Suspended sediments were obtained at seven stations in San Francisco Bay during the summer of 1974 using a double settling tube device termed the “biosampler.” One tube of the device passively collected suspended sediments which settled from ambient waters at the sampling sites. The top of the second tube contained bay mussels (Mytilus edulis) as biological agents for the active entrapment and deposition of suspended particulates occurring in the water. Presence of the mussels in the sampler was, in most cases, indispensable for collection of sufficient amounts of material for analysis over one-week sampling periods.

A thin-layer chromatographic method was employed for analysis of total alkane and total aromatic hydrocarbons in recovered sediments. The sediments were found to contain 190–6188 ppm dry weight of total hydrocarbons, with alkane-aromatic ratios varying from 1.1 to 5.1. Water separated from recovered sediments after shaking contained from 15 to 450 ° per liter total hydrocarbons. Filtration of these water samples through 0.45 Millipore filters had little or no effect on their hydrocarbon concentration.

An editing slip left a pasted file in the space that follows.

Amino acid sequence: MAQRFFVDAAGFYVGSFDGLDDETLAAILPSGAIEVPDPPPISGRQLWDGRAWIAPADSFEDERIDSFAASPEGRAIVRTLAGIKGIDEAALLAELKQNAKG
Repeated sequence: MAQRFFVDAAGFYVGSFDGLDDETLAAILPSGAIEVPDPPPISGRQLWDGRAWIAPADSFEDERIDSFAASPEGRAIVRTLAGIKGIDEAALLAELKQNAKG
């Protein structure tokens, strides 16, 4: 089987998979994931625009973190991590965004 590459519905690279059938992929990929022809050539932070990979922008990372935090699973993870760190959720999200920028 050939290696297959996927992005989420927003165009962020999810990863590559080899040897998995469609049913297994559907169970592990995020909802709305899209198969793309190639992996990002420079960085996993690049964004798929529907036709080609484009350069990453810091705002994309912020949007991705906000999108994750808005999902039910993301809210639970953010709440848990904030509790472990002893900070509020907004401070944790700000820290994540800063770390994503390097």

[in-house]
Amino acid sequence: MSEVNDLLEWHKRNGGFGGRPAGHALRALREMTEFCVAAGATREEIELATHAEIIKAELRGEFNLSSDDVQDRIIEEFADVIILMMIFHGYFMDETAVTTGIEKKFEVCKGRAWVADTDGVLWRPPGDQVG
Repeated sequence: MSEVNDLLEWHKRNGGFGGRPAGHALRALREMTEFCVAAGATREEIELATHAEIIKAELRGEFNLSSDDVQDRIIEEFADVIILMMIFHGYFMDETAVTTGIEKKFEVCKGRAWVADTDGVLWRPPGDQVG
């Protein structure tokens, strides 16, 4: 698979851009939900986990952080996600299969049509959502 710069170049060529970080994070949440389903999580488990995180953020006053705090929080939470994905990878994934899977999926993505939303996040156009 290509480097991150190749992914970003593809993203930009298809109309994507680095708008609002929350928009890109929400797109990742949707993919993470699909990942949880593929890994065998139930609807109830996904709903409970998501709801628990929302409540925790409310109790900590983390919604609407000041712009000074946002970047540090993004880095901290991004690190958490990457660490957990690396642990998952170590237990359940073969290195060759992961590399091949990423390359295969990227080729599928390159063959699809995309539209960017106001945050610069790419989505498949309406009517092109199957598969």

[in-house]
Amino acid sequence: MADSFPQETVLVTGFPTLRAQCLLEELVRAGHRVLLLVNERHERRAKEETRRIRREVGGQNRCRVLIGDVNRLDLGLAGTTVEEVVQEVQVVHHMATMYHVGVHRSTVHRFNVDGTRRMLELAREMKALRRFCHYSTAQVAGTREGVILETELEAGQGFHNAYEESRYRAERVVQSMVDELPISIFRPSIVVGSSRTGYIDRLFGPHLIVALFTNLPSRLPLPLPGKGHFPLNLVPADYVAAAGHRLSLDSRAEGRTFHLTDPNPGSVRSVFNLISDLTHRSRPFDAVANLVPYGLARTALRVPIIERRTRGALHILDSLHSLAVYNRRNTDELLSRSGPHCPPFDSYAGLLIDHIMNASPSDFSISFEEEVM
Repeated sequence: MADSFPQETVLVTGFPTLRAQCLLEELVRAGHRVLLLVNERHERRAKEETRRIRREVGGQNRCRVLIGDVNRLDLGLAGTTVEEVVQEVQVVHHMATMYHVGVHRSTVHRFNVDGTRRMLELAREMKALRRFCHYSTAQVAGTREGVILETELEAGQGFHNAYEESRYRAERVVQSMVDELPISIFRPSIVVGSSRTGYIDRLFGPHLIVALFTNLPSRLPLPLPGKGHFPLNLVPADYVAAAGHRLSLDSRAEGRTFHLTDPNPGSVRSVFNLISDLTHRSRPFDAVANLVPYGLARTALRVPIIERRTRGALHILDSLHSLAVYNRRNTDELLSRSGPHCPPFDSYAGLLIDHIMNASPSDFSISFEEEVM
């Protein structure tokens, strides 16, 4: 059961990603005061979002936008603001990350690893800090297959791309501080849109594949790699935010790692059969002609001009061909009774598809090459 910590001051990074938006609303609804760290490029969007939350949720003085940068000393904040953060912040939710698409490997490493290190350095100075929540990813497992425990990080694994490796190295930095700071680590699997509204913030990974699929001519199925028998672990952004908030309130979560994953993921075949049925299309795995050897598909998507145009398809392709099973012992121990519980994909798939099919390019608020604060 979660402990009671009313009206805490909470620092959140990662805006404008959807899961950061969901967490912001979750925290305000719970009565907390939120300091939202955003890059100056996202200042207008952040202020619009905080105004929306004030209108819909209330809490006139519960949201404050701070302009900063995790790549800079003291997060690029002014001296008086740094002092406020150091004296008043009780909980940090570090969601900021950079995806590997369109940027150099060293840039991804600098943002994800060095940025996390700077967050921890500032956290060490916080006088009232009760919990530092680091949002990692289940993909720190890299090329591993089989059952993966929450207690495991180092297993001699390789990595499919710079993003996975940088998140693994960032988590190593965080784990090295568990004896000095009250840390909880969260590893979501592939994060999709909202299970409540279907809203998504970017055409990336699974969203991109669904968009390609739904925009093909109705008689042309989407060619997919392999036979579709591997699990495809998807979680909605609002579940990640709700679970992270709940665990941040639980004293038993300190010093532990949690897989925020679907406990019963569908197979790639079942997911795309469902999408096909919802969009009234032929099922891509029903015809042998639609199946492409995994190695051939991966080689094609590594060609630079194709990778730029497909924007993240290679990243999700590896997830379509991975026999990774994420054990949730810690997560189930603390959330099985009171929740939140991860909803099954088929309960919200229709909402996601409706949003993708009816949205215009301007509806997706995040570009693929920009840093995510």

Calculations based on minimum possible values suggested that 13.5 or more metric tons of presumably pollutant hydrocarbons were present in association with suspended particulate matter in the bay system at any given time during the sampling period.

Previously published information on bay circulation suggested that suspended particulates, and thus pollutant hydrocarbons, may be accumulated in the shoal areas of the eastern bay margins.

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